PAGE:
Source: Artenstein (2003), reproduced with permission.

Source: Artenstein (2003), reproduced with permission.

societies; it is unrealistic to expect that, without detailed intelligence data, all of these can be secured at all times. Government institutions, historic landmarks, or large social events may be predictable targets, but there are other, less predictable possibilities. US Department of State data reveal that businesses and other economic interests were the main targets of global terrorism during the period from 1996 to 2001 (US Department of State, 2002). Metropolitan areas are considered vulnerable, but, owing to the expansion of suburbs, commuters, and the clinical latency period between exposure and symptoms inherent with biologic agents, casualties of bioterrorism are likely to present for medical attention in diverse locations and at varying times after common exposures. A covert bioter-rorism attack in New York City on a Wednesday morning may result in clinically ill persons presenting for medical attention over the ensuing weekend to a variety of emergency departments, urgent care centers, and physician offices within a 60-mile (~100-km) commuter radius. Additional cases may be seen hundreds or thousands of miles away at both national and international locations as infected, mobile individuals make use of modern modes of transportation during the clinical incubation period. This adds layers of complexity to an already complicated setting, and illustrates the critical importance of surveillance and real-time communication in this setting.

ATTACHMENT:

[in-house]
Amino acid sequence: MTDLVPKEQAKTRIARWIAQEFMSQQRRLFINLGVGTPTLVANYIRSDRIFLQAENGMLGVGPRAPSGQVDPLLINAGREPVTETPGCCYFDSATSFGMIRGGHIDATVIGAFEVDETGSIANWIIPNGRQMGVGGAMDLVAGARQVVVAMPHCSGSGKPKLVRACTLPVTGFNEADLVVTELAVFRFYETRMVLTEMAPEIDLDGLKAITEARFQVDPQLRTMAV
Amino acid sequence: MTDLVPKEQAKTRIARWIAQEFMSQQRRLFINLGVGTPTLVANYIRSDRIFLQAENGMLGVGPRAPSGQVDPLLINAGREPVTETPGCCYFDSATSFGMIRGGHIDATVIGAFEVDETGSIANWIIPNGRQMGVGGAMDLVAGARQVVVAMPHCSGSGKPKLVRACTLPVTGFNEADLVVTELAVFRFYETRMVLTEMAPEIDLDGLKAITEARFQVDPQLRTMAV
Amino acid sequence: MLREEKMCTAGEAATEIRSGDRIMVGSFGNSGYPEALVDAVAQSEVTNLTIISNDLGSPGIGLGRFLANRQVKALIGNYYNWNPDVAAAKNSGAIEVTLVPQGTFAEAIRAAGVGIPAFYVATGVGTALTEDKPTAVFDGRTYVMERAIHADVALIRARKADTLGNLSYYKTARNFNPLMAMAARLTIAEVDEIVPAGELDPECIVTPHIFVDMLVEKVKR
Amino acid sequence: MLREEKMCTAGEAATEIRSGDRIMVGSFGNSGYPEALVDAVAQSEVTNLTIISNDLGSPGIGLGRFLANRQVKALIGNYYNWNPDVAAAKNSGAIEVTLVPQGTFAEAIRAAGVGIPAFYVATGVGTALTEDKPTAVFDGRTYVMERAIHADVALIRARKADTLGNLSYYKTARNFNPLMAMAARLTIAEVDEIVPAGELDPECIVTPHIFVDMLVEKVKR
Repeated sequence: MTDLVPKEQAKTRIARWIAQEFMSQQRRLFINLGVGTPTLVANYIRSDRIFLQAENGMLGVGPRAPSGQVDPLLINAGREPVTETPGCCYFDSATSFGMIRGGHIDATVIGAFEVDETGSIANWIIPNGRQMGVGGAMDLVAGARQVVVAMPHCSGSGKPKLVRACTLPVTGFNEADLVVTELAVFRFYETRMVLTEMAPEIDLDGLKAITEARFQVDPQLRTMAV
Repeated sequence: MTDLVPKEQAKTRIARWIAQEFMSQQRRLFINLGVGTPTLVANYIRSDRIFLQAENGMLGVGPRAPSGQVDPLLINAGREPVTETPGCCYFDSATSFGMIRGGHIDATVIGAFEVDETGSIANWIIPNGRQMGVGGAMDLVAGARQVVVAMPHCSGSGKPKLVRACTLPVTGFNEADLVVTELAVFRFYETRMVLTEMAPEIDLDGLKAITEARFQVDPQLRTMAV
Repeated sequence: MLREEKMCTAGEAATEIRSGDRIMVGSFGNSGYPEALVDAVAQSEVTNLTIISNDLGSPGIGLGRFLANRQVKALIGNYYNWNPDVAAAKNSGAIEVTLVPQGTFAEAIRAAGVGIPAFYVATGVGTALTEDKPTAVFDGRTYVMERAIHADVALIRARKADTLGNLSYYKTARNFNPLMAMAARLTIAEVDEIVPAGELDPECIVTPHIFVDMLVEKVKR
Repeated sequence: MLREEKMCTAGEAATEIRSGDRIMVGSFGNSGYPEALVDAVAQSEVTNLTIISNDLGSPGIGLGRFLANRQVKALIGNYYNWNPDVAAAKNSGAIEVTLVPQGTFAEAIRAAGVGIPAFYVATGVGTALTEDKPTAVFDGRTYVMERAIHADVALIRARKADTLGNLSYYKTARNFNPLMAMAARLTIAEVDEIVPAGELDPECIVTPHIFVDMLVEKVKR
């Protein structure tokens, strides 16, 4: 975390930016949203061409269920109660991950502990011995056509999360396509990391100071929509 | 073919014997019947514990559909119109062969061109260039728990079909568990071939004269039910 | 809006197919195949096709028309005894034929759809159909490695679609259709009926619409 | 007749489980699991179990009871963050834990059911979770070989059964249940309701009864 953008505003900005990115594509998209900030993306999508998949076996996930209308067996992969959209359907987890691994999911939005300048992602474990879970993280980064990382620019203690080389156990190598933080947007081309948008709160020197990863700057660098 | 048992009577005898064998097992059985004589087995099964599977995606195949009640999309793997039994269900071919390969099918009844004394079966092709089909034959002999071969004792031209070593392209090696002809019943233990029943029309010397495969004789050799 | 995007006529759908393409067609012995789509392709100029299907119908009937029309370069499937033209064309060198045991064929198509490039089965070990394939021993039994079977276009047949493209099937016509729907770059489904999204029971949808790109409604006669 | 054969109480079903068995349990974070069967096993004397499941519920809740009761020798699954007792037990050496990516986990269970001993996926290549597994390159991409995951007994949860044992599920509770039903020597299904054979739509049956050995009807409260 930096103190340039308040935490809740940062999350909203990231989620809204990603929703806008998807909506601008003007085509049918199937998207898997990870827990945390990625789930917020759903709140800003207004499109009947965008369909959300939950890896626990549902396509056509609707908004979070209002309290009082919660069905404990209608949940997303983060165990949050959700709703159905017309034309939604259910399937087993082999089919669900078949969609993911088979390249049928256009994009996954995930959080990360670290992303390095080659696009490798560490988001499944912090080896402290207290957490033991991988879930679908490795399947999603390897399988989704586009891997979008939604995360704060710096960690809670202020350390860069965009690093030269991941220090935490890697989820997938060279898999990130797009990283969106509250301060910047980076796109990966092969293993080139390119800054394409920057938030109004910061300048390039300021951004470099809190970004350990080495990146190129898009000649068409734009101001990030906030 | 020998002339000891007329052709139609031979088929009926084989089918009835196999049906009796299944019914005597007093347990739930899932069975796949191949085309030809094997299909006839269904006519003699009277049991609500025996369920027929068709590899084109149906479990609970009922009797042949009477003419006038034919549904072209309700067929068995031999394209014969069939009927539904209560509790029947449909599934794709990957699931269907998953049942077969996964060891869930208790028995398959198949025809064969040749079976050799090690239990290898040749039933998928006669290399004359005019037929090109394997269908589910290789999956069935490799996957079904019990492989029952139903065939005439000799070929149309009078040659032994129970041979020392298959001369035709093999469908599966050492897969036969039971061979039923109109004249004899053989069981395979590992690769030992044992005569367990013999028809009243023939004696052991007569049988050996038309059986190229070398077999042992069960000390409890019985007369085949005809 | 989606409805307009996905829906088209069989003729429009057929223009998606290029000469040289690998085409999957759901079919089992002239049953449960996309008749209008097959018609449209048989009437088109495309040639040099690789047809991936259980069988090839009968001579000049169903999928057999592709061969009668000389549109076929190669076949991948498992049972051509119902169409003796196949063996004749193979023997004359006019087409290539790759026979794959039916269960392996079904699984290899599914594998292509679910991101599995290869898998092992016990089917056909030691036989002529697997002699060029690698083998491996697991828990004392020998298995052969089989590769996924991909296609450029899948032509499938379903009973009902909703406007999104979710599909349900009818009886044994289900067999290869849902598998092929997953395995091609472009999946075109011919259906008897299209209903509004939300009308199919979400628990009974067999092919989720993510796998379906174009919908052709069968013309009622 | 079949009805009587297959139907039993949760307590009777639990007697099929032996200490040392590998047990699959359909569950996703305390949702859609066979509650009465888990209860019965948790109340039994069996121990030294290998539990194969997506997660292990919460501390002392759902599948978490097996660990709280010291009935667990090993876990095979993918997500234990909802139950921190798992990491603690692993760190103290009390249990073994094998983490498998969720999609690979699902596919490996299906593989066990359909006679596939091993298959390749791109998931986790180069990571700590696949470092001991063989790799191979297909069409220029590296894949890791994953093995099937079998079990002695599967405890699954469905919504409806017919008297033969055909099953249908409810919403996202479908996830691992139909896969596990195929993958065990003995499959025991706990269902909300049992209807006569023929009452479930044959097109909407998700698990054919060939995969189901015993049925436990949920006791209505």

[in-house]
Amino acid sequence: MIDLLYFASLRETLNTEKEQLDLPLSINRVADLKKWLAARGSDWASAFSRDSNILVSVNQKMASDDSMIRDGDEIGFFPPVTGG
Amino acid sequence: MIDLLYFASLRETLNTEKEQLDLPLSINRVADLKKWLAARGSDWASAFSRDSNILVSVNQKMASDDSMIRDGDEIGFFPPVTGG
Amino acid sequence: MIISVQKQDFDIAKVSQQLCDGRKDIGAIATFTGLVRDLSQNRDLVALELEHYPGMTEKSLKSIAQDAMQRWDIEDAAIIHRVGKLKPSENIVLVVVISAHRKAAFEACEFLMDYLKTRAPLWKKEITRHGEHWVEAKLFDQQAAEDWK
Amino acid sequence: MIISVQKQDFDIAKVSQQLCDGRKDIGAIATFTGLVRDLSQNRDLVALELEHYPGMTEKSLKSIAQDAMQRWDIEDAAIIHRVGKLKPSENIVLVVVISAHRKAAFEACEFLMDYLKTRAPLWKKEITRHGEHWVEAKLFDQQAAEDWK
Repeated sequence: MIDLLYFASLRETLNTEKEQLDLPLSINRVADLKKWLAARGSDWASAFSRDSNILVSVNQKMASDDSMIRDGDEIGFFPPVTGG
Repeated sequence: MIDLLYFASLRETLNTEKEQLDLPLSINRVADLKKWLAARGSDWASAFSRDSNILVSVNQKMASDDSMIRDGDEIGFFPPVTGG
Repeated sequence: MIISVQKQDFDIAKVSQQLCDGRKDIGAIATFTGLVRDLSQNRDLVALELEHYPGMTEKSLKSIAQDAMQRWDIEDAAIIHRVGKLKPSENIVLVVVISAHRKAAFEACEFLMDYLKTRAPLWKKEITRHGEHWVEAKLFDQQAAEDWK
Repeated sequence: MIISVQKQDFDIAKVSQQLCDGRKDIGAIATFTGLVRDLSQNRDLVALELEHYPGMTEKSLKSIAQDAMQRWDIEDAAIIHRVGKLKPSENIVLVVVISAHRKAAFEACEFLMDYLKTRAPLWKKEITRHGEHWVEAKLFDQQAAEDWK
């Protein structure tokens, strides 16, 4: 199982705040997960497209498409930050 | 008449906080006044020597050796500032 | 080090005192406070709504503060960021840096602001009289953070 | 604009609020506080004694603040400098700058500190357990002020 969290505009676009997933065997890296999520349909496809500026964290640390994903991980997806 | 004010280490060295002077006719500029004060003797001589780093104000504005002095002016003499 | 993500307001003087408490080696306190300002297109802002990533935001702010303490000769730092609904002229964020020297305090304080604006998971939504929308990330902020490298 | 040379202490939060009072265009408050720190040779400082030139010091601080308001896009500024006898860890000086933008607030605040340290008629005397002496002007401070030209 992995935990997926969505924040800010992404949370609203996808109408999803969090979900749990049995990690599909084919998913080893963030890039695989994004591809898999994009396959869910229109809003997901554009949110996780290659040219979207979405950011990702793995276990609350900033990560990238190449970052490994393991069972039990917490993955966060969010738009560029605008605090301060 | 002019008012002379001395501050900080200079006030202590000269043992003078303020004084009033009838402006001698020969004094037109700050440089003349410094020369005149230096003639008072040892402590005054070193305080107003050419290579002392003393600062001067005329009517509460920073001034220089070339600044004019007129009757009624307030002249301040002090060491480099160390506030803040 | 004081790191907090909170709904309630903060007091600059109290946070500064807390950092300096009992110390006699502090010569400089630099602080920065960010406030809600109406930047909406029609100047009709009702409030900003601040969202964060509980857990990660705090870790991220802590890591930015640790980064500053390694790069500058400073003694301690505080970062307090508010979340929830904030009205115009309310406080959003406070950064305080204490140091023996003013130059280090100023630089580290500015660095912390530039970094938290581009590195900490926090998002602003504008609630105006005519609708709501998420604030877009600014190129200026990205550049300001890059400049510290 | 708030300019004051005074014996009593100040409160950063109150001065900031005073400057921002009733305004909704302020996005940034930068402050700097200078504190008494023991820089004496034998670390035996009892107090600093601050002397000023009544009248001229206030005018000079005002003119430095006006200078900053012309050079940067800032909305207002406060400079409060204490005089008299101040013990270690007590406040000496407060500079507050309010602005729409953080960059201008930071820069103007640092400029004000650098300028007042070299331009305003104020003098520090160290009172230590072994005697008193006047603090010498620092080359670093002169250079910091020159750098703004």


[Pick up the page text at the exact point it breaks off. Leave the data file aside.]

Further hindering the early recognition of bioterrorism is that the initial symptoms of many of the high priority agents may be non-diagnostic. In the absence of a known exposure, many symptomatic persons may either not seek medical attention early, or if they do they may be misdiagnosed as having a flu-like or other benign illness. Once beyond the early stages many illnesses related to bioterrorism progress rapidly, and treatment may be less successful. Because most of the diseases caused by agents of bioterrorism are rarely (if ever) seen in clinical practice, physicians are likely to be inexperienced with their clinical characteristics; physicians were only able to correctly diagnose diseases due to category A agents 47 percent of the time in one multicenter study (Cosgrove et al., 2005). Additionally, these agents will by definition have been manipulated in a laboratory, and those affected may not present with the classic clinical features seen in naturally occurring infection. This was dramatically illustrated by some of the inhalational anthrax cases in the United States (Jernigan et al., 2001).